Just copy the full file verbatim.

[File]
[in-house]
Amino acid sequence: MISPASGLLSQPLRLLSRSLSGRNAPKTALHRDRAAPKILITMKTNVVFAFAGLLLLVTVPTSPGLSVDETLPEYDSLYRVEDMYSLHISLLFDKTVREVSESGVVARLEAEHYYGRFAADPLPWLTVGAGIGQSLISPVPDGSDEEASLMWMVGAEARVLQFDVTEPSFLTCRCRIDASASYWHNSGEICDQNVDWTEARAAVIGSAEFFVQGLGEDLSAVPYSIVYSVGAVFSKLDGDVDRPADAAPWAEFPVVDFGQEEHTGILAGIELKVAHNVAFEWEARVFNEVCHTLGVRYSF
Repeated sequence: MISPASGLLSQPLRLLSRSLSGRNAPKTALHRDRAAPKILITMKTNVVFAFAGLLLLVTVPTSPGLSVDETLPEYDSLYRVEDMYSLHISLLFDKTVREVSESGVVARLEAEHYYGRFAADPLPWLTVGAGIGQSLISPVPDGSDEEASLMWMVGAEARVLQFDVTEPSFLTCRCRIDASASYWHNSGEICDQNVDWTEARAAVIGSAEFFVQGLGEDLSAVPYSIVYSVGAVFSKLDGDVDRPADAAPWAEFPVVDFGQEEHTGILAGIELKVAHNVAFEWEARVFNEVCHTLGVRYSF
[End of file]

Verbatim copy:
[in-house]
Amino acid sequence: MISPASGLLSQPLRLLSRSLSGRNAPKTALHRDRAAPKILITMKTNVVFAFAGLLLLVTVPTSPGLSVDETLPEYDSLYRVEDMYSLHISLLFDKTVREVSESGVVARLEAEHYYGRFAADPLPWLTVGAGIGQSLISPVPDGSDEEASLMWMVGAEARVLQFDVTEPSFLTCRCRIDASASYWHNSGEICDQNVDWTEARAAVIGSAEFFVQGLGEDLSAVPYSIVYSVGAVFSKLDGDVDRPADAAPWAEFPVVDFGQEEHTGILAGIELKVAHNVAFEWEARVFNEVCHTLGVRYSF
Repeated sequence: MISPASGLLSQPLRLLSRSLSGRNAPKTALHRDRAAPKILITMKTNVVFAFAGLLLLVTVPTSPGLSVDETLPEYDSLYRVEDMYSLHISLLFDKTVREVSESGVVARLEAEHYYGRFAADPLPWLTVGAGIGQSLISPVPDGSDEEASLMWMVGAEARVLQFDVTEPSFLTCRCRIDASASYWHNSGEICDQNVDWTEARAAVIGSAEFFVQGLGEDLSAVPYSIVYSVGAVFSKLDGDVDRPADAAPWAEFPVVDFGQEEHTGILAGIELKVAHNVAFEWEARVFNEVCHTLGVRYSF